This article was original published on Huffington Post on March 17, 2016.
Yet, when Syrians tried to end the war, women were sidelined. They have been largely absent from the negotiating table in rounds of failed talks since 2012.
Fresh United Nations-brokered peace talks kicked off in Geneva this week, and many hope that a mostly observed cessation of hostilities and partial withdrawal of Russian troops are signs that the negotiations will be more successful than those of the past.
One aspect of the talks has already inspired some cautious optimism: More women are involved than ever before, but it remains to be seen how much influence they will wield over the discussions.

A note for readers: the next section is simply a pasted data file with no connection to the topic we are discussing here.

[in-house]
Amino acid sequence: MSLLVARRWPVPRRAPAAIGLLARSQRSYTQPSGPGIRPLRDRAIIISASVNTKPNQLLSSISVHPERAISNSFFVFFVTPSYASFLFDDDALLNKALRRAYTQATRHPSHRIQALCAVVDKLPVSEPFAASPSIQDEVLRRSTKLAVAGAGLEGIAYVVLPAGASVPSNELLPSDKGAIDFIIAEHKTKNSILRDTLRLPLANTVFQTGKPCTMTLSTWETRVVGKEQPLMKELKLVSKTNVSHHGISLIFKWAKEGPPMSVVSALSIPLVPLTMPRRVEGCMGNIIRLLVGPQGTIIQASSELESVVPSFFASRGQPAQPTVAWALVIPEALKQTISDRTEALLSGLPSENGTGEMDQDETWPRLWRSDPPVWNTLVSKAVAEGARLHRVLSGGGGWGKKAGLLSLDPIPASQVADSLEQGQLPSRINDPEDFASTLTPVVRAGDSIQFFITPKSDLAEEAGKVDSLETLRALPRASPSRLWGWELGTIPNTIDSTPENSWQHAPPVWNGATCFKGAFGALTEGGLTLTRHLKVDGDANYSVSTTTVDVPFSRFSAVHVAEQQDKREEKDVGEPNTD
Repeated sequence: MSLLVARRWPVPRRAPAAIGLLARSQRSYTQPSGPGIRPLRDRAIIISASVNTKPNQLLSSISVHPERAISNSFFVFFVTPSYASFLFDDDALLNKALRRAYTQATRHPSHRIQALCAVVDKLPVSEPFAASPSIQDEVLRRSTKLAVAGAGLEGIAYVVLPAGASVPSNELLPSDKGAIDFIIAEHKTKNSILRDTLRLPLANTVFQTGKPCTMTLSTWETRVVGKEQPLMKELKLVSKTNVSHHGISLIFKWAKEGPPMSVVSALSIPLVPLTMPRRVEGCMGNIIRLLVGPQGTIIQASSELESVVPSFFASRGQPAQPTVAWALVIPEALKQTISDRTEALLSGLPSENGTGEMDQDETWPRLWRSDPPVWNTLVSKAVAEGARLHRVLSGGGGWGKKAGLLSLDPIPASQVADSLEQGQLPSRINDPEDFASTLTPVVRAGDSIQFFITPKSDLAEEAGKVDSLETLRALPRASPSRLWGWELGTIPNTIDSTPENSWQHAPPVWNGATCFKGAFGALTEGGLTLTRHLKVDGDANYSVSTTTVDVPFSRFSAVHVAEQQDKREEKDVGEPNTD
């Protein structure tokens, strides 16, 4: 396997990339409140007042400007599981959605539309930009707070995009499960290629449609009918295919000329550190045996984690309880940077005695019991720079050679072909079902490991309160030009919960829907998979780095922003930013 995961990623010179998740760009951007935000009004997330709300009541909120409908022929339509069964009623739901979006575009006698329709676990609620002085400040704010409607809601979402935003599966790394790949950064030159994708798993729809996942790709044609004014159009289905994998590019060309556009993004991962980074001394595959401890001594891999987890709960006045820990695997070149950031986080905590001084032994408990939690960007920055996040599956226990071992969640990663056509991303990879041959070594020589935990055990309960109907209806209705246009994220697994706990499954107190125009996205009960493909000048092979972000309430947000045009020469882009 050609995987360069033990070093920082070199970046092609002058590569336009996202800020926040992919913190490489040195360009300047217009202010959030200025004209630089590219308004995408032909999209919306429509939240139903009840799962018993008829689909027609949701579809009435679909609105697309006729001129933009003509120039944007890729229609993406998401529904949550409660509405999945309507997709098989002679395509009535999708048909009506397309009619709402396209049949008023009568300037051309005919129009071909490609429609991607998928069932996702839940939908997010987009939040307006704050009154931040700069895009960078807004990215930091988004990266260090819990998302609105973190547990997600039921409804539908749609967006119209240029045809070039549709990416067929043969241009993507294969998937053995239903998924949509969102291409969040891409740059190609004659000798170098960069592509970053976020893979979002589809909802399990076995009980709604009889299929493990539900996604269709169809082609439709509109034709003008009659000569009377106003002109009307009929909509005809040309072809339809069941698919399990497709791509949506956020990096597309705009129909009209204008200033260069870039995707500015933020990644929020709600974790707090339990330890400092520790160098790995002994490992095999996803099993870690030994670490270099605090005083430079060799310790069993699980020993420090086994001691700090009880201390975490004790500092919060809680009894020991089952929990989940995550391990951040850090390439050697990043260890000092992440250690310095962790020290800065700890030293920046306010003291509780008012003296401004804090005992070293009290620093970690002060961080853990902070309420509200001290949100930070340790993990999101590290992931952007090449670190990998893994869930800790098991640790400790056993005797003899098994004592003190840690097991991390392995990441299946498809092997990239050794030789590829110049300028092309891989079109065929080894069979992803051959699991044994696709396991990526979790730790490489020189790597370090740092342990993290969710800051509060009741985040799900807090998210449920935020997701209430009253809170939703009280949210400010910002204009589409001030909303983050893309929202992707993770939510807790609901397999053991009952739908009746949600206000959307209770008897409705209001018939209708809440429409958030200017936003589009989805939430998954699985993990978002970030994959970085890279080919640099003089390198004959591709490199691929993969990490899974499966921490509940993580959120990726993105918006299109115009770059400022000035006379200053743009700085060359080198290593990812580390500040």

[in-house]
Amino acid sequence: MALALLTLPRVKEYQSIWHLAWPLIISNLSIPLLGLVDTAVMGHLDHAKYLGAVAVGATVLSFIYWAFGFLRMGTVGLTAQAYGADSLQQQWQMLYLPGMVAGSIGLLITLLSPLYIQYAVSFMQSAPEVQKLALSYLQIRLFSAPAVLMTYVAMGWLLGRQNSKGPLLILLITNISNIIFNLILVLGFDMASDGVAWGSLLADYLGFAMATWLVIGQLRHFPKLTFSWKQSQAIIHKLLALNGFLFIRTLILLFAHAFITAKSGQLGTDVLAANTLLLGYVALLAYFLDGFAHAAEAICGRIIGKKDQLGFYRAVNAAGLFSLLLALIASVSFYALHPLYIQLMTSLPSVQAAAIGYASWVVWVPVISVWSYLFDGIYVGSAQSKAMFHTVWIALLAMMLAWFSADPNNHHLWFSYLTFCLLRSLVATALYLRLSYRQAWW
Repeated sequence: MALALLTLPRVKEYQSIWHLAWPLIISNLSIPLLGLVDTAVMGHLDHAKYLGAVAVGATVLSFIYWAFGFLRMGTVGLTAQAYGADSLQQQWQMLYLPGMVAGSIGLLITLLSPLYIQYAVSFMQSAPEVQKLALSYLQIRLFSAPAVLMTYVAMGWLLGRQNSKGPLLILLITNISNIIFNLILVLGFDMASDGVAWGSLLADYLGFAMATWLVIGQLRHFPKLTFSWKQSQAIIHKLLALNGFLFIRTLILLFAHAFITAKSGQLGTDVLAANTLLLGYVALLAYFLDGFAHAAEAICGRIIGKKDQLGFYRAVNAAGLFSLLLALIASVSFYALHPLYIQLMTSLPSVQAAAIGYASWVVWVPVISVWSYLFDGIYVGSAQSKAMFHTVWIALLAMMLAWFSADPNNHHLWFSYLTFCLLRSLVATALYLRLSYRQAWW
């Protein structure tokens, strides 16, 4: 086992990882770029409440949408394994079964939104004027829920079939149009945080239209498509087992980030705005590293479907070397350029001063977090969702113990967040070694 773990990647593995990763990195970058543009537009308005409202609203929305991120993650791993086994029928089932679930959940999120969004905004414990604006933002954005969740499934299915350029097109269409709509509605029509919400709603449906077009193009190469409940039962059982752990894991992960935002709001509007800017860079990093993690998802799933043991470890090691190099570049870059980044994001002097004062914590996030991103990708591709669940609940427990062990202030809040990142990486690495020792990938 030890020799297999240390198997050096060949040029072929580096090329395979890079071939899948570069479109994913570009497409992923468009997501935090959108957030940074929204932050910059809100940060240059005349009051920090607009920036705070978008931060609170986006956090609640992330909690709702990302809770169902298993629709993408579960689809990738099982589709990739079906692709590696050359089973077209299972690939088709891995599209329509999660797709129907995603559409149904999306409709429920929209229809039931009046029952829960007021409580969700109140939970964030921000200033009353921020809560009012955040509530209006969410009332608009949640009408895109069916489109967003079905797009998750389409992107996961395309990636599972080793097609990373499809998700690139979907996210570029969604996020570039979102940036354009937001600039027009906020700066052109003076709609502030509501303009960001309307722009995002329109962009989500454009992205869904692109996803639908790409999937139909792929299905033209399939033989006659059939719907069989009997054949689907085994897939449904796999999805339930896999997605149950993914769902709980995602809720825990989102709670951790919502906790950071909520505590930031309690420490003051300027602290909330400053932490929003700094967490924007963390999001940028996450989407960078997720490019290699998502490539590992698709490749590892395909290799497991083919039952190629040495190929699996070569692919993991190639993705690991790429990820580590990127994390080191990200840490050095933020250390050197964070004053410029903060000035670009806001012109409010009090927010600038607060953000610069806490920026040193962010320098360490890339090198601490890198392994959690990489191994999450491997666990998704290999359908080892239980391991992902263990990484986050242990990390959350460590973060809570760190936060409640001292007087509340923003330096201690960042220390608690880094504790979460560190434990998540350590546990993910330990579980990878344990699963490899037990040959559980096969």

Last month, the U.N. announced the formation of the Syrian Women’s Advisory Board — a group of 12 Syrian women from different professional, political and religious backgrounds to advise the U.N. special envoy overseeing the peace talks. The formation of the group, which is the first-ever formal women’s advisory board to a U.N. envoy, is a “historic moment,” said U.N. Women.
On the eve of the talks, Staffan de Mistura, the U.N. special envoy on Syria, made a point of meeting with the women’s board.
“I strongly believe that this is a golden opportunity for Syrian women,” Mouna Ghanem, founder of the Syrian Women’s Forum for Peace and a member of the advisory board, told The WorldPost. Now it’s crucial for the board to be able to influence all parties at the peace talks, and bring the women’s agenda to the table, she said.